Unity Dev: Playing with Fire

Let’s make our cube do something other than moving around. Let’s make it fire some lasers.

For quick prototyping, let’s Create > 3D Object > Capsule in your hierarchy. Call it “Laser”, resize it to maybe 1/4 the default size, then create a new material and give it a fun colour.


A great utility in Unity is the concept of “Prefabs” or “prefabricated” objects. You can create a single instance of a GameObject, complete with customized components and then use it over and over again, with the exact same configurations. Seems like something we’d want to do with our lasers considering we’re gonna be shooting a LOT of them.

Drag and drop the “Laser” GameObject into a new folder called “Prefabs”. You now have a prefab object you can use and load into your scene as many times as you like!

Pew pew pew!

Adding a New Input Action

A couple quick steps assuming you’re using Unity’s new Input System.

  1. Open your player Input Action’s object. If you’re following along from my Player Movement using the new Input System post, you might have named it “Controls”.
  2. Add a new Action. We’ll call it “Fire” and set its Action Type to “Button”.
  3. Click the “+” to Add Binding. You can add as many as you want. I’ve set up the Left Button (Mouse), Space (Keyboard), and Button South (Gamepads) that will trigger this Action.

Set up a blank void OnFire() function (seen below) and apply it to the Fire event in the Player Input component on the Player object.

Top-tier pseudo-code

Giving our Laser to our Player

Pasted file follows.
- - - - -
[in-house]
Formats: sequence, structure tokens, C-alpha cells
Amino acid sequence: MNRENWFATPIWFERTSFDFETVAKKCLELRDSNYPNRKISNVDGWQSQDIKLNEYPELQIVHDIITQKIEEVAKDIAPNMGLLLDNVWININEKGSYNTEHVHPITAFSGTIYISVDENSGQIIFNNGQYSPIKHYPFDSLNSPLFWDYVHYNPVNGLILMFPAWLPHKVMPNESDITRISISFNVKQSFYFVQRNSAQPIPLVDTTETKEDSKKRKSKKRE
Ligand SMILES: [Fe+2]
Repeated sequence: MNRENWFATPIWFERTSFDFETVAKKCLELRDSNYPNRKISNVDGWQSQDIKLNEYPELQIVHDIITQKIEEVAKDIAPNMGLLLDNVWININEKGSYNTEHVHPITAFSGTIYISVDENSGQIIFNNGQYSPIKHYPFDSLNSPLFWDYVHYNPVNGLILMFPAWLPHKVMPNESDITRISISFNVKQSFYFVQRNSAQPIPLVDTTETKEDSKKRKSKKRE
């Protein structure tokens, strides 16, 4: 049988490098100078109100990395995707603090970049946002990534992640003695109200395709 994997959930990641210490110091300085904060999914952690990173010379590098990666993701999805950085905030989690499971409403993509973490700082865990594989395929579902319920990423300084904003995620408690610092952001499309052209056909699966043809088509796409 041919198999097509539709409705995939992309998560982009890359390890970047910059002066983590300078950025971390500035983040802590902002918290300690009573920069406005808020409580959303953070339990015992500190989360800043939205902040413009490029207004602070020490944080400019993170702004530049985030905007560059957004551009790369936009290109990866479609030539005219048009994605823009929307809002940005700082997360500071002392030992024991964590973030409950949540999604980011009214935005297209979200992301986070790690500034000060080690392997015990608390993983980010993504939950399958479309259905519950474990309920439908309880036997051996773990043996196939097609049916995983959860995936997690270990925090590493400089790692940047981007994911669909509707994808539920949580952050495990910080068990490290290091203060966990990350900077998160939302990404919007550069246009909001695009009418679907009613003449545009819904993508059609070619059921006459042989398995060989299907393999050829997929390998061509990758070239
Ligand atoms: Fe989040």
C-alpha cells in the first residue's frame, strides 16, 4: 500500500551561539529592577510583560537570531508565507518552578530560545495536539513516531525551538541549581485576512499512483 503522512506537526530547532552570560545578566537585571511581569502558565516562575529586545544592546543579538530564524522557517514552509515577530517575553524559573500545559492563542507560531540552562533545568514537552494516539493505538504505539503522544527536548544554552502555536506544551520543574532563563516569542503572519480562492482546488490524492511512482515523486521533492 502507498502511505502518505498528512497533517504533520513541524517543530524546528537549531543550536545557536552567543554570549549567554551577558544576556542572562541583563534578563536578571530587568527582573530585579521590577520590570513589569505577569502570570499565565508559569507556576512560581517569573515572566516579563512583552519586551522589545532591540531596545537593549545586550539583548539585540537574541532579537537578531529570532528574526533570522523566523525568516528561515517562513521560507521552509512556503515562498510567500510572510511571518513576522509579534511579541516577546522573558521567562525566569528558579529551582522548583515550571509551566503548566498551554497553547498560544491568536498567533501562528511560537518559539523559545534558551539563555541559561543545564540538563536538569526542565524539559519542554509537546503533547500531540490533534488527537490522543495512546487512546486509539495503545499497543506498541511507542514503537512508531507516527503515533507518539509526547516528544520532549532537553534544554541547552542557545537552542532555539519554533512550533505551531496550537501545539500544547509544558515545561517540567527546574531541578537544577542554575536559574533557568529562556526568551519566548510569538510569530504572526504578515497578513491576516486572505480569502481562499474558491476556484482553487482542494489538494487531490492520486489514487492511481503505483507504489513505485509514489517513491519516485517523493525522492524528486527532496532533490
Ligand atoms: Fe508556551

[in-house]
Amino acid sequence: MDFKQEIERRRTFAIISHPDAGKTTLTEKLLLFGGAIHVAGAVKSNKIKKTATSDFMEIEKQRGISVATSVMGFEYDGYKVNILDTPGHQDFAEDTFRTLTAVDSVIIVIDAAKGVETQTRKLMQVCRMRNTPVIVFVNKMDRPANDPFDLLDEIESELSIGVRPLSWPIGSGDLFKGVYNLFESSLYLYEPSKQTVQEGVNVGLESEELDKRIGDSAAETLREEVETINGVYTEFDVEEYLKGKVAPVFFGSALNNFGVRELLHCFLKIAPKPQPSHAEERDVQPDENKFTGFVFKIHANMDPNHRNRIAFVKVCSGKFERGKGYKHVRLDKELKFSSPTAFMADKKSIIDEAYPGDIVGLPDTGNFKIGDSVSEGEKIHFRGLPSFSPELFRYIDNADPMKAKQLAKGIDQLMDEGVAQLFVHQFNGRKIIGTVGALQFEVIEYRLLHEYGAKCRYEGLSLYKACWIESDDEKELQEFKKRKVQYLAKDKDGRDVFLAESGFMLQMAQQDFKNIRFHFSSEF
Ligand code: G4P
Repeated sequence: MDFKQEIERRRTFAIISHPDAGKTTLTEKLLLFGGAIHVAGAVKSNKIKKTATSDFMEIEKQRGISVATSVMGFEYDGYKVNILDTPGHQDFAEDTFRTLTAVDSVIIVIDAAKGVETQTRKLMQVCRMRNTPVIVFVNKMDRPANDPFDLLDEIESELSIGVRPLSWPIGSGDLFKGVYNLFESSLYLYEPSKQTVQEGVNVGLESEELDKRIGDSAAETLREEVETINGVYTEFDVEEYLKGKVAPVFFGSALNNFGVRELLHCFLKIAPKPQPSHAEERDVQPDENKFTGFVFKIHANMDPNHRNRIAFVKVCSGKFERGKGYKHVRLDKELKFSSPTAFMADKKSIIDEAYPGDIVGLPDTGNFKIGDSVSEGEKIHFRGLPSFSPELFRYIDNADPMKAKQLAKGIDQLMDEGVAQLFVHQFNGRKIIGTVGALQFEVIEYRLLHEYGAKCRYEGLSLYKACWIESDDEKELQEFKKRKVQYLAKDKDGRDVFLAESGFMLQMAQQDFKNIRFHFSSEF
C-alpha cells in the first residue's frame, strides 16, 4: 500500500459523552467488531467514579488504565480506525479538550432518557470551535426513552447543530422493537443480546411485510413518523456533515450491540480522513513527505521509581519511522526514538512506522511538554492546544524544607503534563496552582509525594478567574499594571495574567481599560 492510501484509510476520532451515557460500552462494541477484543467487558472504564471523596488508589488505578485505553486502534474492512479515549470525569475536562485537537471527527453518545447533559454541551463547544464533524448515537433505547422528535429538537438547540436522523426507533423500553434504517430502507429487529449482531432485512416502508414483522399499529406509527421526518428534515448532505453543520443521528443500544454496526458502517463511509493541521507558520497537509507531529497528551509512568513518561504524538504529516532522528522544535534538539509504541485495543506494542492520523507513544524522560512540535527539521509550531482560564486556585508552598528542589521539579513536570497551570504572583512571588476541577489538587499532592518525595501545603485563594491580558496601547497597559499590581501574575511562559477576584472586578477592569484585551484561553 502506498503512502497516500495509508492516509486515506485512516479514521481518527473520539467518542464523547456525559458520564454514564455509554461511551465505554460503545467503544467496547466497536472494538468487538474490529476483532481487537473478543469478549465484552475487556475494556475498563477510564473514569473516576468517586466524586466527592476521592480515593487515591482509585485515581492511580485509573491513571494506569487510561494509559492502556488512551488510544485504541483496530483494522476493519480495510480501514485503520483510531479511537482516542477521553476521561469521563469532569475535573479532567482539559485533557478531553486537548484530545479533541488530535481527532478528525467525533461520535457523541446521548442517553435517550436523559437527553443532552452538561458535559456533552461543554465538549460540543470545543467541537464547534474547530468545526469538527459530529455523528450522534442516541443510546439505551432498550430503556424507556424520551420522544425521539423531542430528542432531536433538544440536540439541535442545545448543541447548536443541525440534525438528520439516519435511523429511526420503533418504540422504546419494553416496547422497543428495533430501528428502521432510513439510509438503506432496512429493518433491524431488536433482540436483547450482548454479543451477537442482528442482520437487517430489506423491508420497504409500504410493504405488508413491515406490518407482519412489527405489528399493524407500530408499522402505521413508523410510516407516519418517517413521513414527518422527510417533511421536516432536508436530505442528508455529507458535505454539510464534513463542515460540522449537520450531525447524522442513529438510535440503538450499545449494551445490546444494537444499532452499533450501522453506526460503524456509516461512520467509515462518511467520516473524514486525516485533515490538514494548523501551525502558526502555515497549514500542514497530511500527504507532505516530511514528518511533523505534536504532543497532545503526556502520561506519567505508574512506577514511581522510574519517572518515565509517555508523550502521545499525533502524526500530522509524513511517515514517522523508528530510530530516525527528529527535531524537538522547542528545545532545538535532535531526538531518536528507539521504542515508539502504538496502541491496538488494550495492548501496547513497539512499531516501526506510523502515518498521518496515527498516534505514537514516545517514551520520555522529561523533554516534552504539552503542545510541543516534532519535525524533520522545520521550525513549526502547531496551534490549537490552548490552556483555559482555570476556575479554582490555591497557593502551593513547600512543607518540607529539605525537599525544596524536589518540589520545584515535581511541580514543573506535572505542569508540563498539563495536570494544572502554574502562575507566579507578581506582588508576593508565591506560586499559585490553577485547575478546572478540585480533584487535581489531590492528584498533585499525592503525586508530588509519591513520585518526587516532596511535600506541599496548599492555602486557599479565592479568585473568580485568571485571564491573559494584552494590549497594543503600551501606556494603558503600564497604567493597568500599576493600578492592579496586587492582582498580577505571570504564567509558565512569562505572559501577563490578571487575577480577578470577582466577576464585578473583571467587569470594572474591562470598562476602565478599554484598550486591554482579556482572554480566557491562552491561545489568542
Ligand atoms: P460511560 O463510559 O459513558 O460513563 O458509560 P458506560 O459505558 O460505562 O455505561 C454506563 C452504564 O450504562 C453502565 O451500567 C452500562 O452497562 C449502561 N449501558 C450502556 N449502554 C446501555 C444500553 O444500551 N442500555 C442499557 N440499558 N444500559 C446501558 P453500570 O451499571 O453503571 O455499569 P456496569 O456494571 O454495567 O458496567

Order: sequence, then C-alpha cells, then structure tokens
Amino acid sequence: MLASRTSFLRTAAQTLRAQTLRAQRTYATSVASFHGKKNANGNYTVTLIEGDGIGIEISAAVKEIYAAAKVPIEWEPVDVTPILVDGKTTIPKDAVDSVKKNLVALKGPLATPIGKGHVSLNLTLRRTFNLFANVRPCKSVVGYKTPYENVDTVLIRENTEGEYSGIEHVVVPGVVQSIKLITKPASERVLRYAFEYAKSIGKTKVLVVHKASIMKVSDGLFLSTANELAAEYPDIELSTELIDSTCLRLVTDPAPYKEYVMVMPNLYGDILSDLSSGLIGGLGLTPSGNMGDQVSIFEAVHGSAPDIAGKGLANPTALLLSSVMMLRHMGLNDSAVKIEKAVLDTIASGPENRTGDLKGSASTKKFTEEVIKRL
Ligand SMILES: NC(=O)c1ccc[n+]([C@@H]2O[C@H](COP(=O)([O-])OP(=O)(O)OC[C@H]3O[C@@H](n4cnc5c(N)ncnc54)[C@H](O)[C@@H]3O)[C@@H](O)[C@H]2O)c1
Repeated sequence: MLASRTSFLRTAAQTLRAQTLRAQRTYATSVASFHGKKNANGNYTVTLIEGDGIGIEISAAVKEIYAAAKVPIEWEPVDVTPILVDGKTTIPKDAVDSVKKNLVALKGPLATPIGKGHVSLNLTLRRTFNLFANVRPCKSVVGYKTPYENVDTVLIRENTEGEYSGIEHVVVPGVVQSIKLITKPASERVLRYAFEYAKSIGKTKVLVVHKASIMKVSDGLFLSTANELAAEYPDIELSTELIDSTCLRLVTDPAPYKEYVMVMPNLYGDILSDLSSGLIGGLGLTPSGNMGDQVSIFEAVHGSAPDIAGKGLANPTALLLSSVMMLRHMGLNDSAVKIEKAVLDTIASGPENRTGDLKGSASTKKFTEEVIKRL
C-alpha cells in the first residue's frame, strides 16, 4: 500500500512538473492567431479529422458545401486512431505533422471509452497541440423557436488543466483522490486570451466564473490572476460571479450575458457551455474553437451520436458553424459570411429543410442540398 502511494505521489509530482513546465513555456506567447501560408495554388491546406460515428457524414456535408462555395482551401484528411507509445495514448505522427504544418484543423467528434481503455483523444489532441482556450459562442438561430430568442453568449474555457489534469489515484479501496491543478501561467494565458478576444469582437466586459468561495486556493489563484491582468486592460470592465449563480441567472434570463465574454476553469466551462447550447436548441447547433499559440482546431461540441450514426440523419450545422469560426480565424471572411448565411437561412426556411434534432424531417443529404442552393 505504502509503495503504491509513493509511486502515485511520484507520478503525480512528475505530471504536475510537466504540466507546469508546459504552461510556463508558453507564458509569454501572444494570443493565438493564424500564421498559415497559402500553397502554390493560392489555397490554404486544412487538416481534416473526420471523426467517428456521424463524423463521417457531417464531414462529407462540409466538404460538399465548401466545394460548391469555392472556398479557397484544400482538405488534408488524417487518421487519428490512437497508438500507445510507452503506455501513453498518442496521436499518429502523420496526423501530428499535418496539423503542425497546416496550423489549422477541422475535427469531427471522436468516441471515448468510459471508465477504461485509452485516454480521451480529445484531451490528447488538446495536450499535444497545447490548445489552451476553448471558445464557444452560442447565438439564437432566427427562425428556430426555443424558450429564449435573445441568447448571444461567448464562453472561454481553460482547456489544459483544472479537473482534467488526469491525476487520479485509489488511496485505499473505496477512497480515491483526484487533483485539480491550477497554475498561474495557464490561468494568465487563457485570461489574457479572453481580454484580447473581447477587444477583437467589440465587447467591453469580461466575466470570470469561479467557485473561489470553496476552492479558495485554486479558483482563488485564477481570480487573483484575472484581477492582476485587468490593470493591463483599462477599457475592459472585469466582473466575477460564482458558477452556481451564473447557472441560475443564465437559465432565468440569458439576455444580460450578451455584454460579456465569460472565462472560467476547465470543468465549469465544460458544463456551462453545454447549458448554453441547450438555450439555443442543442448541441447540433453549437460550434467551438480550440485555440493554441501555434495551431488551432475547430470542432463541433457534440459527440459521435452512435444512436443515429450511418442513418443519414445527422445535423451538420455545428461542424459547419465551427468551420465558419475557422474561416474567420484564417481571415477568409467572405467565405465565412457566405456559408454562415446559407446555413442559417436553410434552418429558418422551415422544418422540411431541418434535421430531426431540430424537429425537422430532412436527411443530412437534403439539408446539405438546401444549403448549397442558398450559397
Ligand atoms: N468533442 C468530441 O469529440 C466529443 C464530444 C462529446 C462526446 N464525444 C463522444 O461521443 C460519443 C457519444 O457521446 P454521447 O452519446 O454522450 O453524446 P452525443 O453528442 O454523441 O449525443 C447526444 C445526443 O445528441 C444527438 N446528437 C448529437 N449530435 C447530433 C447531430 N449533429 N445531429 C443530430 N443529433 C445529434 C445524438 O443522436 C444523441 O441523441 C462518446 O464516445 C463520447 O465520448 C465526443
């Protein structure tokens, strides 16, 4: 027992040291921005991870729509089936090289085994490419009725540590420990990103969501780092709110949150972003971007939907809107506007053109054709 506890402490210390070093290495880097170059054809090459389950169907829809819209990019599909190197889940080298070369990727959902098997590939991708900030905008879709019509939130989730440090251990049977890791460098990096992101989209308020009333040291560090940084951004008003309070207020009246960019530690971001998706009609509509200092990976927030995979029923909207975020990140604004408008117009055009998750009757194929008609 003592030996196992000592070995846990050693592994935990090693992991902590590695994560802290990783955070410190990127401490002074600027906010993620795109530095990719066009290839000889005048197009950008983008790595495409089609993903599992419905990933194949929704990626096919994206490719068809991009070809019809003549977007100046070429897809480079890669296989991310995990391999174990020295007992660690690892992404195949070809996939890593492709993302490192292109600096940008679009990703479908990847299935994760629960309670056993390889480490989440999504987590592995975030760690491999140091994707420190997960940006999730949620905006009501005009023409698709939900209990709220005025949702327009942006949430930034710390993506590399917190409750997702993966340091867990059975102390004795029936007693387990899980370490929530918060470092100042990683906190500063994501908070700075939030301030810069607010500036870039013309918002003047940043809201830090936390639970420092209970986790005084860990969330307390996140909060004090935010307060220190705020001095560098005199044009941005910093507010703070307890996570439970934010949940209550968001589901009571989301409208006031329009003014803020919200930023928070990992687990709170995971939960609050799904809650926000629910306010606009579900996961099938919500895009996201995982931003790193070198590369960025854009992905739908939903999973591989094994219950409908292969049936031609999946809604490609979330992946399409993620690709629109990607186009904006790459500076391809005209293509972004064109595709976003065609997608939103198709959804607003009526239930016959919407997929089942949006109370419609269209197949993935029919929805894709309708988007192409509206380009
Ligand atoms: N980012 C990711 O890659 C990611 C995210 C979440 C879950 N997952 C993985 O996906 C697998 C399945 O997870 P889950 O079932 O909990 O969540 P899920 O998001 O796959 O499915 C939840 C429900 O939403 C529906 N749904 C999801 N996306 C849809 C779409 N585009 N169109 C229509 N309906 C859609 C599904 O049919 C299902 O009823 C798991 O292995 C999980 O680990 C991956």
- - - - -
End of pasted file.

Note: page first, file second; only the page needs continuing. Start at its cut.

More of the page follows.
We need to let our Player script know about our laser before we can expect it to do anything with it.

  1. Add a GameObject variable with [SerializeField] in your Player script: [SerializeField] private GameObject _laserPrefab;
  2. Unity Editor: Drag Laser from your Prefabs folder into the “Laser Prefab” configurable slot that’s now defined in the Player (Script) component on your Player game object.

Instantiate the Pew

We’re just a few steps away from making our wonderful Cube friend have the ability to create small pill shaped objects where it wants!

Let’s keep our code clean and reusable. Define a new void with a name descriptive of the fact that we’re instantiating a laser.

Here we’re passing our _laserPrefab variable to the Instantiate()method. transform.position as the second argument is letting it know to spawn on the Player’s current position (since we’re in the Player script), and Quaternion.Euler(0, 0, 90) is rotating the pill 90 degrees on the z-axis so that it’s facing in the correct direction to fire off to the right.

Next, we need to have our void OnFire() call our InstantiateLaser() function.

To do this, we pretty simply call InstantiateLaser() inside of our OnFire() function.

Obviously, you’re wondering what if (!context.performed) return; is all about. In any key press that gets fired, there are actually 3 events that will go off (context.started, context.performed, and context.cancelled). This can wind up with your code executing multiple times in very rapid succession.

To counter this, we just want to run InstantiateLaser() when context.performed happens. With that in mind, our first line of code checks to see if the event is NOT context.performed and returns (exits the function) if anything other than context.performed is happening. If it IS context.performed it will move on and run the code in InstantiateLaser()

Now with laser power!

We’ll get the lasers moving in another article! For now, enjoy the new power in the palm of your hand. Or foot pedal. Or whatever you’re using to trigger your input action.




On a quest to become a game developer. Still sometimes providing unsolicited advice about how to function in society.

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Alex Somerville

Alex Somerville

On a quest to become a game developer. Still sometimes providing unsolicited advice about how to function in society.

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